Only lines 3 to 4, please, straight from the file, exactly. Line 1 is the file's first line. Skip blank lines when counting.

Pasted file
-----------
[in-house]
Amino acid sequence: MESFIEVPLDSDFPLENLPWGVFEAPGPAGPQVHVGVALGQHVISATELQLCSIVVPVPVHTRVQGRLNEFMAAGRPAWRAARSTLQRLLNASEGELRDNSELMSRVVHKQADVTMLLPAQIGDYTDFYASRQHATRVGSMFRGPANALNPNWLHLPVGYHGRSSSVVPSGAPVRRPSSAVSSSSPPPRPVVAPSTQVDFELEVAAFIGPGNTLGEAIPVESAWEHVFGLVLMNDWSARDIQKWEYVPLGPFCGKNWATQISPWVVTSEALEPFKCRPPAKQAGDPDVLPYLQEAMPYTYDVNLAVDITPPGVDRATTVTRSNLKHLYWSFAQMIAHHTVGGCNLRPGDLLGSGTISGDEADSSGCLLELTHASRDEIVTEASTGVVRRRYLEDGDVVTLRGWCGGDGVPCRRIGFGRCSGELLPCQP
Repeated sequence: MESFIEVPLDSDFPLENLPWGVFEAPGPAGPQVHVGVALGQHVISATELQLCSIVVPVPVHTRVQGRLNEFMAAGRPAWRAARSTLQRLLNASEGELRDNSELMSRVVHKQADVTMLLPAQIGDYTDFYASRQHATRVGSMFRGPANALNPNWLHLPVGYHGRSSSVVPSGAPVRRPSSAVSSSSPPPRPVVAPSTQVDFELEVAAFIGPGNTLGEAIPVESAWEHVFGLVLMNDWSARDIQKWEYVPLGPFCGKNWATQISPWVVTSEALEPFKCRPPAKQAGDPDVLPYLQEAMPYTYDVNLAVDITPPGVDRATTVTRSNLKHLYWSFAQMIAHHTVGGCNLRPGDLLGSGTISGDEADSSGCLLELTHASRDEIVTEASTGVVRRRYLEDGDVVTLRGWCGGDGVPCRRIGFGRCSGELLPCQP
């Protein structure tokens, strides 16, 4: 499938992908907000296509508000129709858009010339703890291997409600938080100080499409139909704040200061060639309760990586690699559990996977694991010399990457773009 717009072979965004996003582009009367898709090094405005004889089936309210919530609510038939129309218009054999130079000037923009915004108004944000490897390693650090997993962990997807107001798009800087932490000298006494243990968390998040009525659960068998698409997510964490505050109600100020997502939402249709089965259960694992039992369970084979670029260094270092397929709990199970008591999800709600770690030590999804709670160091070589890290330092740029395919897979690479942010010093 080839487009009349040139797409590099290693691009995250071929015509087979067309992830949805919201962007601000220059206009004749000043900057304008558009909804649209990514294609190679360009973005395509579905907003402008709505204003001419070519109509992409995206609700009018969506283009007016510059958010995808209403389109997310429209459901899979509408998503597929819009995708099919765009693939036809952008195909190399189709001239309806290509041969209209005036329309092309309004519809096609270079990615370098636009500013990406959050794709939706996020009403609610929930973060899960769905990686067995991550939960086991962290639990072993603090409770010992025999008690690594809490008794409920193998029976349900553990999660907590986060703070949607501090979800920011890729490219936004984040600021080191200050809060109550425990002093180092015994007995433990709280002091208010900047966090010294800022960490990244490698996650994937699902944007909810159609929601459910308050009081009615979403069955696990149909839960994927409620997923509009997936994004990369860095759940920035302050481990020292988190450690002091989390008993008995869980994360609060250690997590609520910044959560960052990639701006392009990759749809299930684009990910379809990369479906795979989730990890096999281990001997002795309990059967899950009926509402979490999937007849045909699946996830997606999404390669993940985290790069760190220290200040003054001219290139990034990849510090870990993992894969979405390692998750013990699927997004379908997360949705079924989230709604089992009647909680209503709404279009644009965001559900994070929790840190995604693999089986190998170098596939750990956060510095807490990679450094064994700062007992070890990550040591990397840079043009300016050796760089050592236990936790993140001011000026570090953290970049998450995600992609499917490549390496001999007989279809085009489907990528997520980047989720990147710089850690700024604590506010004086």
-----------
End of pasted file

Repeated sequence: MESFIEVPLDSDFPLENLPWGVFEAPGPAGPQVHVGVALGQHVISATELQLCSIVVPVPVHTRVQGRLNEFMAAGRPAWRAARSTLQRLLNASEGELRDNSELMSRVVHKQADVTMLLPAQIGDYTDFYASRQHATRVGSMFRGPANALNPNWLHLPVGYHGRSSSVVPSGAPVRRPSSAVSSSSPPPRPVVAPSTQVDFELEVAAFIGPGNTLGEAIPVESAWEHVFGLVLMNDWSARDIQKWEYVPLGPFCGKNWATQISPWVVTSEALEPFKCRPPAKQAGDPDVLPYLQEAMPYTYDVNLAVDITPPGVDRATTVTRSNLKHLYWSFAQMIAHHTVGGCNLRPGDLLGSGTISGDEADSSGCLLELTHASRDEIVTEASTGVVRRRYLEDGDVVTLRGWCGGDGVPCRRIGFGRCSGELLPCQP
């Protein structure tokens, strides 16, 4: 499938992908907000296509508000129709858009010339703890291997409600938080100080499409139909704040200061060639309760990586690699559990996977694991010399990457773009 717009072979965004996003582009009367898709090094405005004889089936309210919530609510038939129309218009054999130079000037923009915004108004944000490897390693650090997993962990997807107001798009800087932490000298006494243990968390998040009525659960068998698409997510964490505050109600100020997502939402249709089965259960694992039992369970084979670029260094270092397929709990199970008591999800709600770690030590999804709670160091070589890290330092740029395919897979690479942010010093 080839487009009349040139797409590099290693691009995250071929015509087979067309992830949805919201962007601000220059206009004749000043900057304008558009909804649209990514294609190679360009973005395509579905907003402008709505204003001419070519109509992409995206609700009018969506283009007016510059958010995808209403389109997310429209459901899979509408998503597929819009995708099919765009693939036809952008195909190399189709001239309806290509041969209209005036329309092309309004519809096609270079990615370098636009500013990406959050794709939706996020009403609610929930973060899960769905990686067995991550939960086991962290639990072993603090409770010992025999008690690594809490008794409920193998029976349900553990999660907590986060703070949607501090979800920011890729490219936004984040600021080191200050809060109550425990002093180092015994007995433990709280002091208010900047966090010294800022960490990244490698996650994937699902944007909810159609929601459910308050009081009615979403069955696990149909839960994927409620997923509009997936994004990369860095759940920035302050481990020292988190450690002091989390008993008995869980994360609060250690997590609520910044959560960052990639701006392009990759749809299930684009990910379809990369479906795979989730990890096999281990001997002795309990059967899950009926509402979490999937007849045909699946996830997606999404390669993940985290790069760190220290200040003054001219290139990034990849510090870990993992894969979405390692998750013990699927997004379908997360949705079924989230709604089992009647909680209503709404279009644009965001559900994070929790840190995604693999089986190998170098596939750990956060510095807490990679450094064994700062007992070890990550040591990397840079043009300016050796760089050592236990936790993140001011000026570090953290970049998450995600992609499917490549390496001999007989279809085009489907990528997520980047989720990147710089850690700024604590506010004086």